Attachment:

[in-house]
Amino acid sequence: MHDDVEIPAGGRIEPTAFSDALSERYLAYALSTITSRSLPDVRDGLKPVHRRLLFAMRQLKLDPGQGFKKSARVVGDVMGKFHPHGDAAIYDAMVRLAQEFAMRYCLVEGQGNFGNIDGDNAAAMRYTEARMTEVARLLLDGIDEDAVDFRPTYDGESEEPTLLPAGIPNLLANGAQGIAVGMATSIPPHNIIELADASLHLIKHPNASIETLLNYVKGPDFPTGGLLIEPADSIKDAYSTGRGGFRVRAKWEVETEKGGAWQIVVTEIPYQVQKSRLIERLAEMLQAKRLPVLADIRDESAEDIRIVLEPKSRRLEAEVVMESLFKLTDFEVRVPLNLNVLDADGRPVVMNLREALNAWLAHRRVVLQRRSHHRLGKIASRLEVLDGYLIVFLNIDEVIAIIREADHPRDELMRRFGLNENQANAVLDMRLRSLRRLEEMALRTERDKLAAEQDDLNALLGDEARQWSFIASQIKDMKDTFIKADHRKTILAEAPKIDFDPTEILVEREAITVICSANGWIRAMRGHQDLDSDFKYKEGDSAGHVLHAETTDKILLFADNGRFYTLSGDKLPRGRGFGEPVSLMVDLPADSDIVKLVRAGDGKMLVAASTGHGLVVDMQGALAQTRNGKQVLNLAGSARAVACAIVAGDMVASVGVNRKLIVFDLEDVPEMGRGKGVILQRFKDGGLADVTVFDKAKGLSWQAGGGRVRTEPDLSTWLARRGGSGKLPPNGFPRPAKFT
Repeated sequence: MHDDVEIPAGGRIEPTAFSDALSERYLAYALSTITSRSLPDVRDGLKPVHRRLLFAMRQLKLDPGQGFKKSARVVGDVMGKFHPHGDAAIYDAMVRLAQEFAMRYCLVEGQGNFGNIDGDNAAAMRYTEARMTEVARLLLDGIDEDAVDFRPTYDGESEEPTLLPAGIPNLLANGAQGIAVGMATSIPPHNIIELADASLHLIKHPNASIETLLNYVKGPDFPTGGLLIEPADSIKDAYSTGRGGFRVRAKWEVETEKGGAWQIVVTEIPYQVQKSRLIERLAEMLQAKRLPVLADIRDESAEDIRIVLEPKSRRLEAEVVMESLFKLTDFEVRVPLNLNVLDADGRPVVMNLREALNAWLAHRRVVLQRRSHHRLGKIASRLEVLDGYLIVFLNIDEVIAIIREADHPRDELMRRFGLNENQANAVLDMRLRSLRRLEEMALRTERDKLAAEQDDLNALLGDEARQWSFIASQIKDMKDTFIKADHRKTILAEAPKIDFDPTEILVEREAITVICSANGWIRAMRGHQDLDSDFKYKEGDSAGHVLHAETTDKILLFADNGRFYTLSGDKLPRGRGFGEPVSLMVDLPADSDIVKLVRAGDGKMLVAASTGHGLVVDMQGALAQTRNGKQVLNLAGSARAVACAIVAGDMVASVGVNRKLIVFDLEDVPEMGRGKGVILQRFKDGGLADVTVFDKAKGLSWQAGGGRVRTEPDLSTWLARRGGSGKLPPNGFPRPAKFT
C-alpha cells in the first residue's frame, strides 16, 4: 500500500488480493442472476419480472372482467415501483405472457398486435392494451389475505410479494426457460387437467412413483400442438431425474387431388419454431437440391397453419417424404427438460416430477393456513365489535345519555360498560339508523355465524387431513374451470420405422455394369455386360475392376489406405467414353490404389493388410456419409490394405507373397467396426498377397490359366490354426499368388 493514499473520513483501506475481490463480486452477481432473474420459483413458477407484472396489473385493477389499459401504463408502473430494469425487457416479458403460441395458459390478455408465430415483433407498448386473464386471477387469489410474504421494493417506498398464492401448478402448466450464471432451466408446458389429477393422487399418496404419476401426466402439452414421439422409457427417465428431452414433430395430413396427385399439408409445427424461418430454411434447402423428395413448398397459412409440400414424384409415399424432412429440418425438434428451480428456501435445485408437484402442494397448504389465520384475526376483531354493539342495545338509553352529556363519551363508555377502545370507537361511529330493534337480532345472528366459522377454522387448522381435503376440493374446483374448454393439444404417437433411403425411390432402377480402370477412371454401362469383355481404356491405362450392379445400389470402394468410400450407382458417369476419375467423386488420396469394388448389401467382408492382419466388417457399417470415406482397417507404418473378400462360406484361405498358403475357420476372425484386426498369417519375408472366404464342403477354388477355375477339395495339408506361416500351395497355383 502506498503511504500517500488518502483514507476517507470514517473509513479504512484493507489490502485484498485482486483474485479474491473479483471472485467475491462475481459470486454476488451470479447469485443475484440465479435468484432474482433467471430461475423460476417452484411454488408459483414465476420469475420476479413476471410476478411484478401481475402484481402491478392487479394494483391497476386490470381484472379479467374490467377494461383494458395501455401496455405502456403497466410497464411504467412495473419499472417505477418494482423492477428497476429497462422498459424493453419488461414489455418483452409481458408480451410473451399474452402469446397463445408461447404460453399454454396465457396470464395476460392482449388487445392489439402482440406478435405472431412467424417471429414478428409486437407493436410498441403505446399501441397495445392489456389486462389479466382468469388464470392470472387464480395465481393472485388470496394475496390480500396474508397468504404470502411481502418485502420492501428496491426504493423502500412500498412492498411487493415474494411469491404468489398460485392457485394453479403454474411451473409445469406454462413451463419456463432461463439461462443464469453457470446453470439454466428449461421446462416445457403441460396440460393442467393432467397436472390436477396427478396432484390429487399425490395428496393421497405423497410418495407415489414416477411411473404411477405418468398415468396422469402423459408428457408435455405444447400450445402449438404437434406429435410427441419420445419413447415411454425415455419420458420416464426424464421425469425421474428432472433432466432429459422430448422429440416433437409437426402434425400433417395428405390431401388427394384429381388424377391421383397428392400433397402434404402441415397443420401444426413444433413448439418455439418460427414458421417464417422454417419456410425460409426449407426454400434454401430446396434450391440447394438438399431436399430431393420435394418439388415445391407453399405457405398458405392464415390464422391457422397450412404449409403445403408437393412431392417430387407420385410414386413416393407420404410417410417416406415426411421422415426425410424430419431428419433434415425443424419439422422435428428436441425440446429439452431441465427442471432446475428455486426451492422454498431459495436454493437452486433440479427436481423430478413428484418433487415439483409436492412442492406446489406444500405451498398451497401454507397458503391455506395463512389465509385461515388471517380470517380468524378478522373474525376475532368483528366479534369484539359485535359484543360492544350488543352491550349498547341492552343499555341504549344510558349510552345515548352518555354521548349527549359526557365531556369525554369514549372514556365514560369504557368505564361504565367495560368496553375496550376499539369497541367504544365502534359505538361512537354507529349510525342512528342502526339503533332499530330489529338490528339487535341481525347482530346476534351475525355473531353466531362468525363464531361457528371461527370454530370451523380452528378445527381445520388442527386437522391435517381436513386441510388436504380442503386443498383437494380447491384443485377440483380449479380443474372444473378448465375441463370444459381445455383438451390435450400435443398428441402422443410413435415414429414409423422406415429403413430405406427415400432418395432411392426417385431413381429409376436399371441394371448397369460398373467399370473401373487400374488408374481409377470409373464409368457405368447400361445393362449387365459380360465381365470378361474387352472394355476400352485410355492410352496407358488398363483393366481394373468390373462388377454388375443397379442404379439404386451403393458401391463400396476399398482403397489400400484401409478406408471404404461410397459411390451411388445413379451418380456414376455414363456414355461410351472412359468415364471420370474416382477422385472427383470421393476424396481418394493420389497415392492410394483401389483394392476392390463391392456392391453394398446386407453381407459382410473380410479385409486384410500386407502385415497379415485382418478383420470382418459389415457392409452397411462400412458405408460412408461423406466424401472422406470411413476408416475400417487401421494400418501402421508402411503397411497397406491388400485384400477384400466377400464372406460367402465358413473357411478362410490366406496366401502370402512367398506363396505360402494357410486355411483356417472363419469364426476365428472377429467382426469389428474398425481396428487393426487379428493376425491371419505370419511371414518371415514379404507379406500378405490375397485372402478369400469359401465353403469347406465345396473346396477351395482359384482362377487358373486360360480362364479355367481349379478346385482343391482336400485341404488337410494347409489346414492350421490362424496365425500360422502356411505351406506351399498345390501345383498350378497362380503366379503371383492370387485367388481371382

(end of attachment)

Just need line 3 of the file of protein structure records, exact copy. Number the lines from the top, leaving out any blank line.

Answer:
Repeated sequence: MHDDVEIPAGGRIEPTAFSDALSERYLAYALSTITSRSLPDVRDGLKPVHRRLLFAMRQLKLDPGQGFKKSARVVGDVMGKFHPHGDAAIYDAMVRLAQEFAMRYCLVEGQGNFGNIDGDNAAAMRYTEARMTEVARLLLDGIDEDAVDFRPTYDGESEEPTLLPAGIPNLLANGAQGIAVGMATSIPPHNIIELADASLHLIKHPNASIETLLNYVKGPDFPTGGLLIEPADSIKDAYSTGRGGFRVRAKWEVETEKGGAWQIVVTEIPYQVQKSRLIERLAEMLQAKRLPVLADIRDESAEDIRIVLEPKSRRLEAEVVMESLFKLTDFEVRVPLNLNVLDADGRPVVMNLREALNAWLAHRRVVLQRRSHHRLGKIASRLEVLDGYLIVFLNIDEVIAIIREADHPRDELMRRFGLNENQANAVLDMRLRSLRRLEEMALRTERDKLAAEQDDLNALLGDEARQWSFIASQIKDMKDTFIKADHRKTILAEAPKIDFDPTEILVEREAITVICSANGWIRAMRGHQDLDSDFKYKEGDSAGHVLHAETTDKILLFADNGRFYTLSGDKLPRGRGFGEPVSLMVDLPADSDIVKLVRAGDGKMLVAASTGHGLVVDMQGALAQTRNGKQVLNLAGSARAVACAIVAGDMVASVGVNRKLIVFDLEDVPEMGRGKGVILQRFKDGGLADVTVFDKAKGLSWQAGGGRVRTEPDLSTWLARRGGSGKLPPNGFPRPAKFT